Life After Alcohol
For a person who falls heavily in to an abusive, dependent relationship with drugs or alcohol, the prospect of sobriety is about more than not using. It’s a complete and total life overhaul that few people are fully ready for when it comes time to face the music. In fact, one of the biggest sources of resistance is facing the idea that you’ll have to become a completely different person when you give up the crutch.
Recovering addict, Brenton, remembers the alienation in those first few months of sobriety. “I didn’t just lose the bottle and the mental edge it gave me, I lost all my friends and hobbies too. It had become so central to my lifestyle that, when I had to give it up, it felt like I lost everything.”
One of the biggest hurdles recovering alcoholics face is the culture that surrounds them. America glorifies drinking and being drunk beyond all other party activities. Even the more tame side of social encounters often involve a glass of wine or a beer. We drink to celebrate, we drink to mourn, we drink to get to know each other. Alcohol is a cornerstone of a weekend recreational lifestyle and when it’s time to put it away for good (because your health and wellbeing require sobriety), it becomes time to face a whole host of new challenges to structuring your life and social circle.
Adjust Your Friendships
Your good friends will always be your good friends, no matter what. They might be disappointed that you aren’t the same drunken party animal you once were but they understand, support your sobriety, and want the best for you. These friends will be happy to hang out in situations without alcohol. They’re also the ones you’ll be able to trust yourself around when it comes time to adjust back into situations where you know temptation will be there. It’s important to rely on these strong friendships because they will help you adjust to a new lifestyle without losing the things that really make you who you are.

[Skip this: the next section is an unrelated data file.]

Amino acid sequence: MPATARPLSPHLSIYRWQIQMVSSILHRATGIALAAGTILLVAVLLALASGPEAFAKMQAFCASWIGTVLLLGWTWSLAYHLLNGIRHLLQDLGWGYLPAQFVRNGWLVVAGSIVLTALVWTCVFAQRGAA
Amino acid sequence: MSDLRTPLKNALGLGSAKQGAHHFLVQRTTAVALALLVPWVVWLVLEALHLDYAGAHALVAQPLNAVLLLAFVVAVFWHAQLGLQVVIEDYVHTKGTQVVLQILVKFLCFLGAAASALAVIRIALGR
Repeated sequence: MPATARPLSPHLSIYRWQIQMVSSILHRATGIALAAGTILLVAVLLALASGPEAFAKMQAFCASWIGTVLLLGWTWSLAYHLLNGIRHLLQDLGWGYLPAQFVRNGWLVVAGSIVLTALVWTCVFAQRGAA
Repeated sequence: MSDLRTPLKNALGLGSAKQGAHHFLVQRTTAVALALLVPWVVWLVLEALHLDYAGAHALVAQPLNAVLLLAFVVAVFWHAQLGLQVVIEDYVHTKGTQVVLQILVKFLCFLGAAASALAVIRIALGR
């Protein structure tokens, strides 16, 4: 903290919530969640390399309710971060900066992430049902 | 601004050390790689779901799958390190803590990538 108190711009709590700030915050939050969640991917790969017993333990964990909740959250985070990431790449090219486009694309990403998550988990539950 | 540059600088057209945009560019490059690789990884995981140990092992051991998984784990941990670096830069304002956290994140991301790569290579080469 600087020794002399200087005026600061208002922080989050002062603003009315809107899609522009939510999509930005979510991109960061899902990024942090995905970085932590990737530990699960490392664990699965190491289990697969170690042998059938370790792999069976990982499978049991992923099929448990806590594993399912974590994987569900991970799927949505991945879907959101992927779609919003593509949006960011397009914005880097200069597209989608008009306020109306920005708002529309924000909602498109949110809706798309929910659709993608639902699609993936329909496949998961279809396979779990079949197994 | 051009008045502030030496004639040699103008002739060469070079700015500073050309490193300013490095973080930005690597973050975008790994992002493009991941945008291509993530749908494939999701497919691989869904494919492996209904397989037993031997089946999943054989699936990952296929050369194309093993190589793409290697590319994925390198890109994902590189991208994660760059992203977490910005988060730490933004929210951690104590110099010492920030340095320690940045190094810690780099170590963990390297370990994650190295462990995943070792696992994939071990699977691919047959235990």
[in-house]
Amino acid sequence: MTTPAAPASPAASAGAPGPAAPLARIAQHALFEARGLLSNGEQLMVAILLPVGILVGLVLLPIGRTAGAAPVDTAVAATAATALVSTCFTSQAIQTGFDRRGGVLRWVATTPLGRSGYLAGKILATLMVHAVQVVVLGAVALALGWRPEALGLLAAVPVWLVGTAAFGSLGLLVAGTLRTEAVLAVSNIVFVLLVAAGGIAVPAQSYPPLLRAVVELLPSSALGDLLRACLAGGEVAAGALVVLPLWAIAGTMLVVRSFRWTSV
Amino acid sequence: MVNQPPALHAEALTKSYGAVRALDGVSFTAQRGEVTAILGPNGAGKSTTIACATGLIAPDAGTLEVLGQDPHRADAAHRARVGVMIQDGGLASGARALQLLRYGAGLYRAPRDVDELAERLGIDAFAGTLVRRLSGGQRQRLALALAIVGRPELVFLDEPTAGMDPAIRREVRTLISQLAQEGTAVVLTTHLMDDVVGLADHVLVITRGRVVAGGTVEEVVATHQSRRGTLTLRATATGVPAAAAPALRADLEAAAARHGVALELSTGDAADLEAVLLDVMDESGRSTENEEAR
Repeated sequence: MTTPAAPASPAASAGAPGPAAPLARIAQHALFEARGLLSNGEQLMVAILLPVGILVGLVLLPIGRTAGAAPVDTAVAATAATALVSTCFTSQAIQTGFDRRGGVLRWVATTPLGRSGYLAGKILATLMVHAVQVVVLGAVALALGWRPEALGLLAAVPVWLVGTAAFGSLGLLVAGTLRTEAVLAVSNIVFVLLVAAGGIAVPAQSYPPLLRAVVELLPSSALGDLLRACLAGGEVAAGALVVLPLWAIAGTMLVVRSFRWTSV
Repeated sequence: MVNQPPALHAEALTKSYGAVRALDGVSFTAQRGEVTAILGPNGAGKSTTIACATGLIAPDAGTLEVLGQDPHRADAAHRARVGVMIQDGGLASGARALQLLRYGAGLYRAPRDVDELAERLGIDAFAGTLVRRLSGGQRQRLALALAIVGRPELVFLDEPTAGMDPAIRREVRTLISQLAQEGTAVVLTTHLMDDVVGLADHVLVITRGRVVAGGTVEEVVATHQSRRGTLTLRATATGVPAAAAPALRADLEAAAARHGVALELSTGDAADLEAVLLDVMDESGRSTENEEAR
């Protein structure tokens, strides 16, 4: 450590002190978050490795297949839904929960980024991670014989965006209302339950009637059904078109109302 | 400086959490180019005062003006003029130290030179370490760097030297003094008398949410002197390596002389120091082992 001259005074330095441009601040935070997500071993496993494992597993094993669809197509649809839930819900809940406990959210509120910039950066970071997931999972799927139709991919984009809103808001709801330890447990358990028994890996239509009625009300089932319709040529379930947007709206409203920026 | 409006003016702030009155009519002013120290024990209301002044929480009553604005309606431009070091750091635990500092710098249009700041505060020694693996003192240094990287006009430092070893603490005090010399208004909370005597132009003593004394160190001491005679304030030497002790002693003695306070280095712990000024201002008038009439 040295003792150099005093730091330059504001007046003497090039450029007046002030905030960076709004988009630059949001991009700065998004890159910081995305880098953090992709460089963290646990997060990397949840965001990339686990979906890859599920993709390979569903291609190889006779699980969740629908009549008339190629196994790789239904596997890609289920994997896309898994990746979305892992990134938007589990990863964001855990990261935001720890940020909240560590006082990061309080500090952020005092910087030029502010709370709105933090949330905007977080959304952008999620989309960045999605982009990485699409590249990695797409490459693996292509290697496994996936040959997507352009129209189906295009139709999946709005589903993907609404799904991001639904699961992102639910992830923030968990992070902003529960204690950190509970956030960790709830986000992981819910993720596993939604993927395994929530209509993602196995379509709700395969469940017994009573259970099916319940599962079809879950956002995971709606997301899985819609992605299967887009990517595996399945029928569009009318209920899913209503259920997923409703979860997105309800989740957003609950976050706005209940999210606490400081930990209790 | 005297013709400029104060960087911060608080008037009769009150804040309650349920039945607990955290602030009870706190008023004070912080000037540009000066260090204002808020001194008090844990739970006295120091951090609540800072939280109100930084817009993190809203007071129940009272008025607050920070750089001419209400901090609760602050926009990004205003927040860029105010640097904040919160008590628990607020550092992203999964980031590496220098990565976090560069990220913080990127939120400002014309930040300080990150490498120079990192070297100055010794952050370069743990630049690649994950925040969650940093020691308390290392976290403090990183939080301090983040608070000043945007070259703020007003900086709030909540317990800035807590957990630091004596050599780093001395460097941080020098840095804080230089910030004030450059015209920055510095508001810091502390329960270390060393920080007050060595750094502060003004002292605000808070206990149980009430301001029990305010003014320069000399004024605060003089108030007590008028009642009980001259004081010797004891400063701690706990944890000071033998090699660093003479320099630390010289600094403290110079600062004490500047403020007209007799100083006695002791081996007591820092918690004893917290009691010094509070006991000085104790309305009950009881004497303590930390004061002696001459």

Other friends and colleagues who aren’t as close to you won’t be as understanding or sympathetic to your recovery and these are the ones you need to be careful of. Don’t hang out with people who drink all the time or encourage you to relapse into drinking. It’s not worth it to sit there struggling with yourself for people who can’t even see what you’re trying to accomplish. Re-structure your circle of friends to keep the good ones and cycle away from those who pose a threat to your hard-won and heavily guarded sobriety.
Form New Rhythms
You’ll have to find new ways to enjoy yourself outside of the bar but it’s not as hard as you think. The first few months will be the most difficult, as you’re fighting the momentum of your ingrained habits and patterns. You’ll have to avoid going to your favorite restaurant because you always ordered that awesome Margarita there and the temptation will get to you. Pick somewhere new and fall in love with their non-alcoholic options.
It’s not easy to re-forge your character and lifestyle but after a while you begin to develop new sources of fun and pleasure that have nothing to do with your old life, patterns, and the alcohol that came with it. Throughout the process, you’re not losing yourself. You’re finding yourself in the clarity of sobriety where before all you could see was the drink.